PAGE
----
C3.3 Calculating and explaining energy changes

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Energy and burning fuels

When fuels and food react with oxygen, energy is released in an exothermic reaction.

Energy is normally measured in joules (j).

A simple calorimeter can be used to compare the amount of energy released by foods and fuels.

Energy released by different fuels can be compared by calculating how much energy is released per gram;

Energy released per gram = energy released / grams of fuel used

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Calculating energy released

The energy released by different fuels can be calculated by the equation;

Q = mcT


Q = energy released by the fuel (joules)

m= mass of water heated(g)

c = specific heat capacity of water (amount neded to raise 1g of water by 1 degrees)

T = the rise in the temp (°C)

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Exothermic and Endothermic reactions

Simple energy level digrams can be used to show the relative energies of the reactants and the products, the activation energy and the overall energy change of a reaction.

An exothermic reaction will release energy when taking place therefore the reactants will have a higher amount of energy than the products. The energy change can be worked out by the different in energy btween the reactants and the products. The activation energy however will be the height between the reactants and the top of the diagram.

An endothermal reaction is a positive reaction as energy is taken in when the reaction occurs. This means that the energy in the products made is higher than the energy in the reactants.

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Calculating Energy Changes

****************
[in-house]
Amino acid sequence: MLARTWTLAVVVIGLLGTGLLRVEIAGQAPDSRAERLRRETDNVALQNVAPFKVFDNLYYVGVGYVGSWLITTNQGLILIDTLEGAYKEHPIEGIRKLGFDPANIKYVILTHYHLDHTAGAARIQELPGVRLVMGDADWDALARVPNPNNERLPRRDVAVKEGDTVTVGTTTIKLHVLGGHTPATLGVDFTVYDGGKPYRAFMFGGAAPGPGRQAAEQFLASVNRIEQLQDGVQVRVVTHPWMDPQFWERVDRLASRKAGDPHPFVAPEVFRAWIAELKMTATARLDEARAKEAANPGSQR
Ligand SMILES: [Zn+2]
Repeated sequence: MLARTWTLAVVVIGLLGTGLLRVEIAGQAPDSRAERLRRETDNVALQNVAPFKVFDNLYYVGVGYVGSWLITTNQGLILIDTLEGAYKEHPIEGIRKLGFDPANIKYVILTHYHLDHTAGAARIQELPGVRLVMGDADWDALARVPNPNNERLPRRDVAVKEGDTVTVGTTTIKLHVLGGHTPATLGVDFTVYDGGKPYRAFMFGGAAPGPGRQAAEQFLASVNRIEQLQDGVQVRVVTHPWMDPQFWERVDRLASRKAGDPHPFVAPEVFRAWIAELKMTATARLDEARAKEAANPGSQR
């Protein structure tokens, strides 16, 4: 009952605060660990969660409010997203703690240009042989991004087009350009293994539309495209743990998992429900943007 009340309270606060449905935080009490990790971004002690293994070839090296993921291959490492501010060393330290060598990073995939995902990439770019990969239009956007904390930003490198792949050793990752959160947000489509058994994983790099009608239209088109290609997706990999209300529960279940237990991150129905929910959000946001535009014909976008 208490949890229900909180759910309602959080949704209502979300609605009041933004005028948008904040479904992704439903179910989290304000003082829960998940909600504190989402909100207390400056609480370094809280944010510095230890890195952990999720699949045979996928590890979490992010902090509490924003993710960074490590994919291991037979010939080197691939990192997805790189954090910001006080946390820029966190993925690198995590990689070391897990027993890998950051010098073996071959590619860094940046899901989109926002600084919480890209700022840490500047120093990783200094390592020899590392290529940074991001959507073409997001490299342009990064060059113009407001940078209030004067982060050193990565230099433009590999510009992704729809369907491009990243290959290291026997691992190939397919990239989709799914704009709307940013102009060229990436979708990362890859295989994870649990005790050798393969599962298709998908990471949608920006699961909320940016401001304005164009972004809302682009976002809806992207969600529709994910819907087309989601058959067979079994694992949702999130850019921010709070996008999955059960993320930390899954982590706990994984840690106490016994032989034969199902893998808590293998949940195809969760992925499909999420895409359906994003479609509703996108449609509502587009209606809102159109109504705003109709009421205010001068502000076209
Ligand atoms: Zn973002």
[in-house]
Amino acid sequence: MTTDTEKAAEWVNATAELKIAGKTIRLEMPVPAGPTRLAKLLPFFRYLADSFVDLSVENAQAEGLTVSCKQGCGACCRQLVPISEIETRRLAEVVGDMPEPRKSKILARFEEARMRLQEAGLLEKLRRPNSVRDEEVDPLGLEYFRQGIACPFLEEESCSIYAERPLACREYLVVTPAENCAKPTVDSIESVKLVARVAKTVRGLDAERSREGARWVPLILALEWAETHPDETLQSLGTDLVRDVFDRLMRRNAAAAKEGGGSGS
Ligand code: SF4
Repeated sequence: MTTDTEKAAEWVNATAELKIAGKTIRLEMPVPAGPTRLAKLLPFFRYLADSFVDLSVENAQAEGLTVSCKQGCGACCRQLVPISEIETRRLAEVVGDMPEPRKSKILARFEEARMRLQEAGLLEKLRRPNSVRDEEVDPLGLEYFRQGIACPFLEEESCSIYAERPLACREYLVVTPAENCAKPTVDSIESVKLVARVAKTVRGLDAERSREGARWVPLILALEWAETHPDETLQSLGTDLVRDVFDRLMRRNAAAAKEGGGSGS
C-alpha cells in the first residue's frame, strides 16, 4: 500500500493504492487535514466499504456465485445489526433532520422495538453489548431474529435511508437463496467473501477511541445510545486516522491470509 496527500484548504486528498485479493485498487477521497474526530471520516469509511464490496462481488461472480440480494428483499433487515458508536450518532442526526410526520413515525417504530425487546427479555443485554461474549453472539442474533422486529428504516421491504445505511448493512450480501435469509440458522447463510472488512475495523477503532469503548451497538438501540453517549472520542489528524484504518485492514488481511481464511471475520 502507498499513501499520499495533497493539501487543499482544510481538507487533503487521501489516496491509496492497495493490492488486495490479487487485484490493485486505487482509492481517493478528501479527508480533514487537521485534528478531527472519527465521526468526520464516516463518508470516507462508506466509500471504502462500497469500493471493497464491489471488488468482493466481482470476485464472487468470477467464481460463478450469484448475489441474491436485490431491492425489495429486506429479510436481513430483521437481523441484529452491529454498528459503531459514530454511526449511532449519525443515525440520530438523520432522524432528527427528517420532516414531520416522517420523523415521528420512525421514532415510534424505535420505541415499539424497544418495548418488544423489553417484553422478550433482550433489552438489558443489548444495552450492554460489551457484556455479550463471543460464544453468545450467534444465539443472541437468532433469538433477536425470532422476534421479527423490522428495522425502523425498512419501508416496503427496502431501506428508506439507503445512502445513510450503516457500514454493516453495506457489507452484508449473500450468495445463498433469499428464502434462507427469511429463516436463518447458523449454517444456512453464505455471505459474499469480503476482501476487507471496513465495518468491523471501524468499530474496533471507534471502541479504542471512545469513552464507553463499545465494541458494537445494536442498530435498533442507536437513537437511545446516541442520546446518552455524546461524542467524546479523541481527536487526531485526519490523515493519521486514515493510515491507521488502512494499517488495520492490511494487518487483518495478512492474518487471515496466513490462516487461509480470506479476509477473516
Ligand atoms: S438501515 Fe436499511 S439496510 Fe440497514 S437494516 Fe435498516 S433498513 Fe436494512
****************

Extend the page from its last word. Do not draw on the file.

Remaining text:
Overall energy = energy required to break the bonds + energy released forming new bonds

Overall energy can be positive or negative as energy can be taken in or given out.

Breaking the bonds in the reactant is endothermic as energy is taken in so the bonds can be broken.

Making new bond in a product is exothermic as when bonds form energy is released.

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Catalysts have many uses;

  • Speed up the reaction
  • Not used up by the end of the reaction
  • Nickel => hydrogenation
  • Iron => Haber processes (production of NH3)

Catalysts can increase the rate of a reaction. They provide an altenate pathway for a chemical reaction which has a lower activation energy. More reactant particles will have enough energy to react.

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Hydrogen as a fuel

Hydrogen can be burned as a fuel in combustion engines:

hydrogen + oxygen => water                            2H2 + O2 => 2H2O

Hydrogen can also be used in fuel cells that produce electricity to power vehicles.            Advantages;

  • Less CO2 emissions
  • Very abundant
  • High efficiency


  • hard to store - many safety issues with storing in tanks (high pressures)
  • hard to supply -not many hydrogen fuel stations available - expensive-hard to match the price of ordinary fuel
  • lifetime of M.E.A (membrane which is used) is not very long
  • platinum catalyst - scarce
  • highly flammable
  • Rarely found in H2 form so electrolysis needs to take place
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